You are not permitted to download, save or email this image. Visit image gallery to purchase the image.
Last week, Dame Margaret Bazley laid bare the abominable behaviour that took place in one of New Zealand’s top-ranked law firms. Dame Margaret found appalling behaviour such as bullying was limited to particular pockets within Russell McVeagh, which employs more than 350 people in its Auckland and Wellington offices.
Decisive steps are needed to stamp out such behaviour.Dame Margaret made no finding whether claims of sexual harassment and assault were proven but said Russell McVeagh handled the incidents poorly and failure had serious consequences for people involved.
There were two types of reaction from women in New Zealand following the report. One was a warning to powerful men about starting to feel nervous about past deeds. Women should not doubt that speaking about sexual harassment and assault can bring about change.
Prominent lawyers Catriona MacLennan and Olivia Wensley, who have fronted calls for change, say the Bazley report glosses over the worst behaviour, leans too heavily on alcohol as a catalyst — as opposed to exploited power imbalance — and does not go far enough in calling for sanctions of the firm or the alleged perpetrators.
The matter is now in the hands of the Law Society and Russell McVeagh, two entities which have been minimising and downplaying the incidents. This will hardly inspire confidence or trust in the public watching events unfold.
Justice Minister Andrew Little is to study the recommendations.
The #metoo movement is naming and shaming alleged male gropers around the world. There was a start to the campaign in New Zealand but it seems to have quietly faded away, hopefully because of a lack of candidates — how unlikely that may seem.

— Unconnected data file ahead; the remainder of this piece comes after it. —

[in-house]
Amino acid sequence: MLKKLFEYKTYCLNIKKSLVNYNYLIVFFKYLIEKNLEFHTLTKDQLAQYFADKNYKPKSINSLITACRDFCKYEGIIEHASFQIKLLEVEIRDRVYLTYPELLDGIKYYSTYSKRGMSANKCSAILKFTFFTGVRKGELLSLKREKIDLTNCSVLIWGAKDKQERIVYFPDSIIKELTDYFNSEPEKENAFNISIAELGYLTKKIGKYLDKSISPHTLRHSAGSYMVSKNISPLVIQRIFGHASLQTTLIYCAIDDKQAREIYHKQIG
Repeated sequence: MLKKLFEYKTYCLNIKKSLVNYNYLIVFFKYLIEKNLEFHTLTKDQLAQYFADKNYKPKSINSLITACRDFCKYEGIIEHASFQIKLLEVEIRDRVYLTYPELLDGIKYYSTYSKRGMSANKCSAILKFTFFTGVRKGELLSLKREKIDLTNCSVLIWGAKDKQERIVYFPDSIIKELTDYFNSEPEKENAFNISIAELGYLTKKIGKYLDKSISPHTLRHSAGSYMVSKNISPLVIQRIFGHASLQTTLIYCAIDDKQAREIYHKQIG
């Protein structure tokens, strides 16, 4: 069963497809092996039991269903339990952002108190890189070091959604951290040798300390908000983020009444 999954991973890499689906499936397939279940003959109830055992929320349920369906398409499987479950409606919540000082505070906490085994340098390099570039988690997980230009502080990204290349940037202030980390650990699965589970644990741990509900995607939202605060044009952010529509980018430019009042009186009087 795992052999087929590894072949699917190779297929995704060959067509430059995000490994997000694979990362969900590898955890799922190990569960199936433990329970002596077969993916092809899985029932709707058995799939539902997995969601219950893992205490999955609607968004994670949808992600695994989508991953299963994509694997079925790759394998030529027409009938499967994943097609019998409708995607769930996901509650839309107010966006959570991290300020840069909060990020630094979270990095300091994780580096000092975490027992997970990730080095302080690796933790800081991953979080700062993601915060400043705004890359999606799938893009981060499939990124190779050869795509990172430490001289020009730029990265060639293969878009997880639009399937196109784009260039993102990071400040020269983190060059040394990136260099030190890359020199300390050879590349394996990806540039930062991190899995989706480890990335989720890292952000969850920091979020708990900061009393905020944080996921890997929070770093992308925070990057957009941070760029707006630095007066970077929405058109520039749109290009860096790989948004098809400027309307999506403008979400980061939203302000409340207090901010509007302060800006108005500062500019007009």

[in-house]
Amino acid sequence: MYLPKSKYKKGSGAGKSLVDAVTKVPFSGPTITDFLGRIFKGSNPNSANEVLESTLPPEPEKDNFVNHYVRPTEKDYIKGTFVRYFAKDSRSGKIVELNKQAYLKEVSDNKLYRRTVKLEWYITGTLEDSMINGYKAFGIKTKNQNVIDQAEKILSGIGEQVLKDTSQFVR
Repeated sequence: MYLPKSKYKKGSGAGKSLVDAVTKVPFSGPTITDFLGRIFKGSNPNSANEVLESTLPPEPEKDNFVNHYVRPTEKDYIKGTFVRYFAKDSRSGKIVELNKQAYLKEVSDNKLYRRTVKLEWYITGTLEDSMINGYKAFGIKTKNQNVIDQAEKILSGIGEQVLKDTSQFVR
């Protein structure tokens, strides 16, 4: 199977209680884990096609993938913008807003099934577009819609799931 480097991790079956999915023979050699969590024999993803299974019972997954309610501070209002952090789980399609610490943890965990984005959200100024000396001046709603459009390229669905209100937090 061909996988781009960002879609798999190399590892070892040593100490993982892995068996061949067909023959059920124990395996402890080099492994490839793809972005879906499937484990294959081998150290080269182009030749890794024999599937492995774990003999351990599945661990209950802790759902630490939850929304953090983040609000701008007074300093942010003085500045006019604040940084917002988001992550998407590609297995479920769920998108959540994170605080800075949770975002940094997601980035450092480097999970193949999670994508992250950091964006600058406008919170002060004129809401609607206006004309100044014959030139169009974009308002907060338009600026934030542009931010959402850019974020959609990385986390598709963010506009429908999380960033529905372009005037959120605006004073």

It is not just young women at risk as allegations against gay male movie star Kevin Spacey prove. Some predatory males become leaders in youth groups with the intent purpose of grooming boys. This is sickening and may be one of the reasons some of these groups are faltering as numbers fall.
Allegations have been made about inappropriate behaviour at a Labour Party youth camp, the consequences of which will now be played out in court.A report out late last week indicated some in the police are guilty of covering up charges of abuse perpetrated by some of their colleagues.
On that note, the new Deputy Commissioner of Police Wally Haumaha’s appointment is coming under scrutiny. Mr Haumaha was friends with the men accused of raping Louise Nicholas and he continued to support them after the scandal broke.
The terms of reference into an inquiry into Mr Haumaha’s appointment will focus on the State Services Commission’s appointment process and whether all relevant information was appropriately provided or gathered by it during the appointment process and if not, why not.
Mr Haumaha is being given credit by those who know him for helping change the culture in the police. His previous behaviour has come back to haunt him, underscoring the need to find a place where a line can be drawn if someone proves rehabilitated.
However, it is the behaviour powerful males display to young women which continues to disturb the general public. Parents of current law students will now be wondering what their daughters will face if they get accepted into a large law firm. Apart from the long hours for relatively low pay, their daughters may have to be on full alert against overtures from older entitled men.
This cannot and must not continue. Those receiving unwanted attention must feel confident to stand up and speak out. They must also feel protected in the process. As a nation, we cannot step aside from the duty all of us carry to protect each other from atrocious behaviour.